And here is Part 2 of my notes for Day 3 of AFFHO Congress 2015…
Keynote PM: Men, women, sex and desire: family history on Australia’s first frontier – Grace Karskens (Associate Professor, historian, UNSW)
Grace took us through a case study involving a large number of inter-related families in the Nepean region in NSW in the early 1800’s. In early colonial life, family and place were at the heart of community life. Whenever meeting new people, it was important to know who you were and where you came from. Later on, as mores changed, people didn’t ask these questions, afraid of what they might find. Convicts in the family? Oh no!
In England, health and food was poor and the land was all tied up. Australia was an opportunity to start a new life and found new dynasties – often within a generation. It became part of the local legend of the Nepean area in New South Wales that this new land contained miracles. A lot of women had babies who had never been able to have children before and children grew healthy and strong which no doubt had much to do with improved diets and a healthier environment.
Each generation spread further out, girls married young (about 14/15 yrs of age) and with a shortage of women in the colony there were many opportunities for these girls to start lives and families that they never would have had in England. The general attitude in the early settlement years of the colony was optimistic and forward looking.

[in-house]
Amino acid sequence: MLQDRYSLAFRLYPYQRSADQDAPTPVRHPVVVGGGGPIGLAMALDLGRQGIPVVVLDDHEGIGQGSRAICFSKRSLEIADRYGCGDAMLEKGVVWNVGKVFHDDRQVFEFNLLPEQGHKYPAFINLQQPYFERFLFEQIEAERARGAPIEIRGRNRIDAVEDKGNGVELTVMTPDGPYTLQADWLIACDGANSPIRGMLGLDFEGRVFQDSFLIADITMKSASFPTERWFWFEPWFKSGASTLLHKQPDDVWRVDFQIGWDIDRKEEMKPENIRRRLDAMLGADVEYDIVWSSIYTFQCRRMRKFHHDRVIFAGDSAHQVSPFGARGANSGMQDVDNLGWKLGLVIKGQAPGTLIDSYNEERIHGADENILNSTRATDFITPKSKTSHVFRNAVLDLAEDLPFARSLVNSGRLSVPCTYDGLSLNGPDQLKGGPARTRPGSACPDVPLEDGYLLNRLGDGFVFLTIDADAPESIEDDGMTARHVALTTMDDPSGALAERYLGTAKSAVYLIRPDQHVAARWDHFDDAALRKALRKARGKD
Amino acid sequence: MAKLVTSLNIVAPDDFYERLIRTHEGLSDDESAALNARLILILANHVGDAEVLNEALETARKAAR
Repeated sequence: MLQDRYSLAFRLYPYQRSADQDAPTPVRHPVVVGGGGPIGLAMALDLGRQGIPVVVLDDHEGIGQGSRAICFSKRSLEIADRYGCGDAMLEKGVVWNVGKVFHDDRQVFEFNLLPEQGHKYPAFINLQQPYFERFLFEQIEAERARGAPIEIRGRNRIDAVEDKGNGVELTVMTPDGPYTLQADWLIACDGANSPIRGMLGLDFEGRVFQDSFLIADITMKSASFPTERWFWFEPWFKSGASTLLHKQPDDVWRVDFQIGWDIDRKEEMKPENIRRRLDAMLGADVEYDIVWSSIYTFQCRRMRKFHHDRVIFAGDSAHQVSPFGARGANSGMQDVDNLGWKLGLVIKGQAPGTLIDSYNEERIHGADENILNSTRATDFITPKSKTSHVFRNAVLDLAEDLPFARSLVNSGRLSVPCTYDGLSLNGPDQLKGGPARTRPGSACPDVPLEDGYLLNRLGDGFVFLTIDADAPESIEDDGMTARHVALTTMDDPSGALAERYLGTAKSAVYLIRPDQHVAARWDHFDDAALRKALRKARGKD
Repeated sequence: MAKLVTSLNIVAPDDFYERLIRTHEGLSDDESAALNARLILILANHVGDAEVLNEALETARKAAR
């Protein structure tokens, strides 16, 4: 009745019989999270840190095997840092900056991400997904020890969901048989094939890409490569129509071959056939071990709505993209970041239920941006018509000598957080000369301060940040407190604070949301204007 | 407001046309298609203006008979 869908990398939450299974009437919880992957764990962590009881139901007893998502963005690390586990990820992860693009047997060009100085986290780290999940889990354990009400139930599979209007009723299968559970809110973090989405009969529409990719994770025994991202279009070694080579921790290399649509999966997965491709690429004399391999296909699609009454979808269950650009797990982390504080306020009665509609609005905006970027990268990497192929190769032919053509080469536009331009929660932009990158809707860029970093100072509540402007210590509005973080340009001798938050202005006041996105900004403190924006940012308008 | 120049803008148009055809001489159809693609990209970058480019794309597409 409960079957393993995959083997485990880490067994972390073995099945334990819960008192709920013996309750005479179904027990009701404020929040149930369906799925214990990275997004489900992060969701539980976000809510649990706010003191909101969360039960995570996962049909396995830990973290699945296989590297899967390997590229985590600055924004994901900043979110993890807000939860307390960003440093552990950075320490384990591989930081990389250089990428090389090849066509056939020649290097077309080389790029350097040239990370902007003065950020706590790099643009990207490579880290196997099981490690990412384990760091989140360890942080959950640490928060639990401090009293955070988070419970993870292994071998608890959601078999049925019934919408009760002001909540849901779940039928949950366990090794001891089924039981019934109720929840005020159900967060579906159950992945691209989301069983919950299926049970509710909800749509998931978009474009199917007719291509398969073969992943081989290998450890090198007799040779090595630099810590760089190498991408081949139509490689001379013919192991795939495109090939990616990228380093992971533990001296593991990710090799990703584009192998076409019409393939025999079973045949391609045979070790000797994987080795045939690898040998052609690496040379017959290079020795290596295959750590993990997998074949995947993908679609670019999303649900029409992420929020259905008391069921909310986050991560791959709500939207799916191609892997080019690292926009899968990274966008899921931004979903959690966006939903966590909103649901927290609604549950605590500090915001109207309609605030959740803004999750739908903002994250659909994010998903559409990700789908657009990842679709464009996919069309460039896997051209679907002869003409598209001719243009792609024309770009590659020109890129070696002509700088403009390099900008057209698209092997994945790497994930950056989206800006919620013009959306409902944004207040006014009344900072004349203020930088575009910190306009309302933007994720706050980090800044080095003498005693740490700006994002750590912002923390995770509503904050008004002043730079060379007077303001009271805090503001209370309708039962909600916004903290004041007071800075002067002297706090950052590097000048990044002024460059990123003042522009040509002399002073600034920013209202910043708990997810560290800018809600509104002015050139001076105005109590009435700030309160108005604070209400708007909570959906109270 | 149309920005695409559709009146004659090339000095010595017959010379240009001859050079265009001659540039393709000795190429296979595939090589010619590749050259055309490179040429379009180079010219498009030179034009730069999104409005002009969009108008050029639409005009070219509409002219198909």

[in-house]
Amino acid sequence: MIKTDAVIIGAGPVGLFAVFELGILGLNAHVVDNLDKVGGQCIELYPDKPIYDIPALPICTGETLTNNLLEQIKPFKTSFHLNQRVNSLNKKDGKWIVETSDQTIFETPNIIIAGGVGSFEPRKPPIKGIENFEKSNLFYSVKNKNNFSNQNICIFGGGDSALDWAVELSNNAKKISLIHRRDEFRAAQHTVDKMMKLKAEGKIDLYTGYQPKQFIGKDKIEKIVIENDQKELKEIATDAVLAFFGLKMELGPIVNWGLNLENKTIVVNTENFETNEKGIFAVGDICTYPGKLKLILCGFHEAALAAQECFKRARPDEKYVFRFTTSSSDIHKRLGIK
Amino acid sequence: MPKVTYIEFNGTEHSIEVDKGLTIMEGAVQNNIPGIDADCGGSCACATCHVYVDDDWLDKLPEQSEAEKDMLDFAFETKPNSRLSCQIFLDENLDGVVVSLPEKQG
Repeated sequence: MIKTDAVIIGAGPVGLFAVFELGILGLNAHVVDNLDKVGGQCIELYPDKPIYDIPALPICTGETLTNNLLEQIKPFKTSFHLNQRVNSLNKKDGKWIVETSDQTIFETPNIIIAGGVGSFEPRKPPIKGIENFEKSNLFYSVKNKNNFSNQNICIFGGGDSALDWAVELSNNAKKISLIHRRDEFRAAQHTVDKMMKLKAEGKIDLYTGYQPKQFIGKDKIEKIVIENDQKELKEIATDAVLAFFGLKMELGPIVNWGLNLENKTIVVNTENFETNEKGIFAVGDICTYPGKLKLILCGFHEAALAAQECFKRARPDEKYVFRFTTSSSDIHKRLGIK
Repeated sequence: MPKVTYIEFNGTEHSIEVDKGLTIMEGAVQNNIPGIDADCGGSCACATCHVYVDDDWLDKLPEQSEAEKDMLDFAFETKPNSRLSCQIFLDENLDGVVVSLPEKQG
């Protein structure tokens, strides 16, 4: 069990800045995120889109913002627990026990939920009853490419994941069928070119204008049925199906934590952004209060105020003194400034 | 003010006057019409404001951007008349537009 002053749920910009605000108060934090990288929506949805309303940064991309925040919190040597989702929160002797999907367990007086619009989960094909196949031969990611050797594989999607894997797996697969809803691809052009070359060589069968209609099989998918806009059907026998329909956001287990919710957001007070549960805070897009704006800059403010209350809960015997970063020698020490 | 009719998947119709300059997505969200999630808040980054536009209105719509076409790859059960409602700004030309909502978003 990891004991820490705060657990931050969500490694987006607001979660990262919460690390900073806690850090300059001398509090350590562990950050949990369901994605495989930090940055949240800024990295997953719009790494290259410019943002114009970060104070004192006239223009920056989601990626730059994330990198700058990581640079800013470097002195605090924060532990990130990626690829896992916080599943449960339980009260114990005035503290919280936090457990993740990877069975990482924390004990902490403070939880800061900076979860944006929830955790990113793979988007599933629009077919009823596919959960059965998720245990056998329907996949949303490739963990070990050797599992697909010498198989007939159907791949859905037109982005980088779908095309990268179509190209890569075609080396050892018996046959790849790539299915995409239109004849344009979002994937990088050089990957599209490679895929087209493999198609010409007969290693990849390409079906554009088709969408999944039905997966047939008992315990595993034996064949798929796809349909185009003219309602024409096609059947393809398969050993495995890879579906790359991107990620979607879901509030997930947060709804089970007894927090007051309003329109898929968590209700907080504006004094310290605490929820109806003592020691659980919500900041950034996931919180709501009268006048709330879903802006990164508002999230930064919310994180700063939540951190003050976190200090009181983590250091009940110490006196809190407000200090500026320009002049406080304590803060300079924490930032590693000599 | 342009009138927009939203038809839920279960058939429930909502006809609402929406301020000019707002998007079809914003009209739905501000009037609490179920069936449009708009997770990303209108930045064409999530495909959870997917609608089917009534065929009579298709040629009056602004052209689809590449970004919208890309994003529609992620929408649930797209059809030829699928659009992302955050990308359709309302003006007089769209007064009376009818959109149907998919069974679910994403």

Grace talked through her research to reveal how all these various relationships created an incredibly complex and very involved family history across an entire community. From all the goings-on that Grace described, I swear you could make a pretty salacious drama out of the stories and we were all highly entertained!
In any case, this is such a different approach to a typical genealogist who tracks a family back down a line through time. Different dimensions of in depth research – a broad study of family through place and community versus a defined study of a family line through time.
If you are interested in reading some of Grace Karskens’ papers, I found this website listing a number of them available online and they make fascinating reading of early Colonial life.
Session 4: Harness the power of blogging – Pauleen Cass
Pauleen has two major projects on the go – Dorfprozelten emigrants to Australia and East Clare emigrants. Pauleen discussed how creating blog sites for these two projects made it easier to link with other descendants and so expand her own research allowing her to “time travel backwards across the generations”. In the process, she inadvertently spawned a kind of matchmaker role by connecting people and families together.
By focusing on ordinary people and how they lived their lives, we get a clearer understanding of the community as a whole. Pauline found that blogging was a mechanism that made this kind of research and understanding possible and refers to it as a “grassroots research revolution”.
There seems to be a lot of sympathy between Pauleen’s talk and Grace Karskens lunchtime keynote speech where the research focussed not on individuals or their families, but rather on revealing the character of the community as a whole through the ties. relationships and daily lives of its members.